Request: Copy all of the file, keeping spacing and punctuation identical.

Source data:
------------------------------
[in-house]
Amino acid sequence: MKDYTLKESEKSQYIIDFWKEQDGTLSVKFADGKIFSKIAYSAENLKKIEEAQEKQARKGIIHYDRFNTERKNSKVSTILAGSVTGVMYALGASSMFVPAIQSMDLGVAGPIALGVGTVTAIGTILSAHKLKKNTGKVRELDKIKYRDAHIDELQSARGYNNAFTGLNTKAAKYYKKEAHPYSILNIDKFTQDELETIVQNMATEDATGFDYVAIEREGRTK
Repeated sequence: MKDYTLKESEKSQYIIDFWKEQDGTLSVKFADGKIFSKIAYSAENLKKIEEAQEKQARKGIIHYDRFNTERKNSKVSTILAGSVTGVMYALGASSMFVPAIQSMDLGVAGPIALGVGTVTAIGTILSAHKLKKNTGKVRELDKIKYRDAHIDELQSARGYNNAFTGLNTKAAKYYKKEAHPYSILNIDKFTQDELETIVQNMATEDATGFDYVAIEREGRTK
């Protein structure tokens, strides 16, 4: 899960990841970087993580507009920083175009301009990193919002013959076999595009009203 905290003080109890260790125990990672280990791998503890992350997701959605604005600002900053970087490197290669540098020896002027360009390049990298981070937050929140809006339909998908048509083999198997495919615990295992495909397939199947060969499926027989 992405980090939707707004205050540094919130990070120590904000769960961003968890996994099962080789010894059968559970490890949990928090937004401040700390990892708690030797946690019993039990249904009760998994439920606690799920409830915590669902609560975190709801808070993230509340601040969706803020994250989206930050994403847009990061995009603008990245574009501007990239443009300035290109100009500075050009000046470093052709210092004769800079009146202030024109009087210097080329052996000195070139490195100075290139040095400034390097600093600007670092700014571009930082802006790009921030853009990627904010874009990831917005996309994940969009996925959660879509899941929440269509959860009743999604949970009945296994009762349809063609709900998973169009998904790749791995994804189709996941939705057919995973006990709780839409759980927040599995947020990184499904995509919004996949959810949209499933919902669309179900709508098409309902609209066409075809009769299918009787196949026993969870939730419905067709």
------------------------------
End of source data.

[in-house]
Amino acid sequence: MKDYTLKESEKSQYIIDFWKEQDGTLSVKFADGKIFSKIAYSAENLKKIEEAQEKQARKGIIHYDRFNTERKNSKVSTILAGSVTGVMYALGASSMFVPAIQSMDLGVAGPIALGVGTVTAIGTILSAHKLKKNTGKVRELDKIKYRDAHIDELQSARGYNNAFTGLNTKAAKYYKKEAHPYSILNIDKFTQDELETIVQNMATEDATGFDYVAIEREGRTK
Repeated sequence: MKDYTLKESEKSQYIIDFWKEQDGTLSVKFADGKIFSKIAYSAENLKKIEEAQEKQARKGIIHYDRFNTERKNSKVSTILAGSVTGVMYALGASSMFVPAIQSMDLGVAGPIALGVGTVTAIGTILSAHKLKKNTGKVRELDKIKYRDAHIDELQSARGYNNAFTGLNTKAAKYYKKEAHPYSILNIDKFTQDELETIVQNMATEDATGFDYVAIEREGRTK
């Protein structure tokens, strides 16, 4: 899960990841970087993580507009920083175009301009990193919002013959076999595009009203 905290003080109890260790125990990672280990791998503890992350997701959605604005600002900053970087490197290669540098020896002027360009390049990298981070937050929140809006339909998908048509083999198997495919615990295992495909397939199947060969499926027989 992405980090939707707004205050540094919130990070120590904000769960961003968890996994099962080789010894059968559970490890949990928090937004401040700390990892708690030797946690019993039990249904009760998994439920606690799920409830915590669902609560975190709801808070993230509340601040969706803020994250989206930050994403847009990061995009603008990245574009501007990239443009300035290109100009500075050009000046470093052709210092004769800079009146202030024109009087210097080329052996000195070139490195100075290139040095400034390097600093600007670092700014571009930082802006790009921030853009990627904010874009990831917005996309994940969009996925959660879509899941929440269509959860009743999604949970009945296994009762349809063609709900998973169009998904790749791995994804189709996941939705057919995973006990709780839409759980927040599995947020990184499904995509919004996949959810949209499933919902669309179900709508098409309902609209066409075809009769299918009787196949026993969870939730419905067709």